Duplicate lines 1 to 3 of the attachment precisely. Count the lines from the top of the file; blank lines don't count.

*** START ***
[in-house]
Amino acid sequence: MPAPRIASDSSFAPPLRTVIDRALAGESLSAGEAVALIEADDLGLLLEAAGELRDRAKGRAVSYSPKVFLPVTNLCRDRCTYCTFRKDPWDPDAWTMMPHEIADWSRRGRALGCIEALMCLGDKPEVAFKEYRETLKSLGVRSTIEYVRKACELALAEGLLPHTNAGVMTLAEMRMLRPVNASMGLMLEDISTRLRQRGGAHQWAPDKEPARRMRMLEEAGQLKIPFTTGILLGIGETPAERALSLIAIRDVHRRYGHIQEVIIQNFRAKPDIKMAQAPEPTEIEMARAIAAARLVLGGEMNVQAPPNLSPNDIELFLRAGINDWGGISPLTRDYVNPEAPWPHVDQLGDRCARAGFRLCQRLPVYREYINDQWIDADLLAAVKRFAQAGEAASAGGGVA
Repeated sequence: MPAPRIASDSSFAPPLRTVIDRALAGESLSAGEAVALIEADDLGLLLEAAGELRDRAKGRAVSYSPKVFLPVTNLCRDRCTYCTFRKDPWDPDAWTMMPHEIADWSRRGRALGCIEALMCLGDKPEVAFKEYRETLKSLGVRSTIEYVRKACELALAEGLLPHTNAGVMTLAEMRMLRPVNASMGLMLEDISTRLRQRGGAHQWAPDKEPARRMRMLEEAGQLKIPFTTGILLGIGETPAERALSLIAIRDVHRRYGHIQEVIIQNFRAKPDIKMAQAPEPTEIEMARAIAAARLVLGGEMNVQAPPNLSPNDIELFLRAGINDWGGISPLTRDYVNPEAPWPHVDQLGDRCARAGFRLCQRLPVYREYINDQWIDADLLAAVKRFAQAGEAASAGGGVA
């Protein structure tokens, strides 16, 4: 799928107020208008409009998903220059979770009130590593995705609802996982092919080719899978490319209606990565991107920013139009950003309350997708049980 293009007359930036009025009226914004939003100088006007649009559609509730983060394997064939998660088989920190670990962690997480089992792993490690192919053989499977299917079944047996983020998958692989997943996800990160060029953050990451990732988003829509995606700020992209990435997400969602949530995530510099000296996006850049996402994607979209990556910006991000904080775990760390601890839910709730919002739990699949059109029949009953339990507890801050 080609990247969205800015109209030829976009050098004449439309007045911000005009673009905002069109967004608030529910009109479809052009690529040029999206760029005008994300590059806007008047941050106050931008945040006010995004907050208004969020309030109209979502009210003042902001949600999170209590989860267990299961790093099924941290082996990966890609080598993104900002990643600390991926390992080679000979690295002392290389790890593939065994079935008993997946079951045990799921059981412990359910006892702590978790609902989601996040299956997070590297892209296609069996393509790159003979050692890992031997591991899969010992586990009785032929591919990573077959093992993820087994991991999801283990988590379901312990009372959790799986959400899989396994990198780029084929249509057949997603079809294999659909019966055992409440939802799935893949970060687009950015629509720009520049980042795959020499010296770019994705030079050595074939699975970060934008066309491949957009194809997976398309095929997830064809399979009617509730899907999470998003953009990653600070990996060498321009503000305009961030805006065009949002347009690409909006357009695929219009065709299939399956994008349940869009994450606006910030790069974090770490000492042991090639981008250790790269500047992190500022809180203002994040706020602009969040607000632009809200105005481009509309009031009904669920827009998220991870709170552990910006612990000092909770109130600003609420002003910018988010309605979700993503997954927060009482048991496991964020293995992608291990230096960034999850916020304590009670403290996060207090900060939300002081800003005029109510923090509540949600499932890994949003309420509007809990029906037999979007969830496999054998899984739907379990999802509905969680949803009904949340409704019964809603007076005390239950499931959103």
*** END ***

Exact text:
[in-house]
Amino acid sequence: MPAPRIASDSSFAPPLRTVIDRALAGESLSAGEAVALIEADDLGLLLEAAGELRDRAKGRAVSYSPKVFLPVTNLCRDRCTYCTFRKDPWDPDAWTMMPHEIADWSRRGRALGCIEALMCLGDKPEVAFKEYRETLKSLGVRSTIEYVRKACELALAEGLLPHTNAGVMTLAEMRMLRPVNASMGLMLEDISTRLRQRGGAHQWAPDKEPARRMRMLEEAGQLKIPFTTGILLGIGETPAERALSLIAIRDVHRRYGHIQEVIIQNFRAKPDIKMAQAPEPTEIEMARAIAAARLVLGGEMNVQAPPNLSPNDIELFLRAGINDWGGISPLTRDYVNPEAPWPHVDQLGDRCARAGFRLCQRLPVYREYINDQWIDADLLAAVKRFAQAGEAASAGGGVA
Repeated sequence: MPAPRIASDSSFAPPLRTVIDRALAGESLSAGEAVALIEADDLGLLLEAAGELRDRAKGRAVSYSPKVFLPVTNLCRDRCTYCTFRKDPWDPDAWTMMPHEIADWSRRGRALGCIEALMCLGDKPEVAFKEYRETLKSLGVRSTIEYVRKACELALAEGLLPHTNAGVMTLAEMRMLRPVNASMGLMLEDISTRLRQRGGAHQWAPDKEPARRMRMLEEAGQLKIPFTTGILLGIGETPAERALSLIAIRDVHRRYGHIQEVIIQNFRAKPDIKMAQAPEPTEIEMARAIAAARLVLGGEMNVQAPPNLSPNDIELFLRAGINDWGGISPLTRDYVNPEAPWPHVDQLGDRCARAGFRLCQRLPVYREYINDQWIDADLLAAVKRFAQAGEAASAGGGVA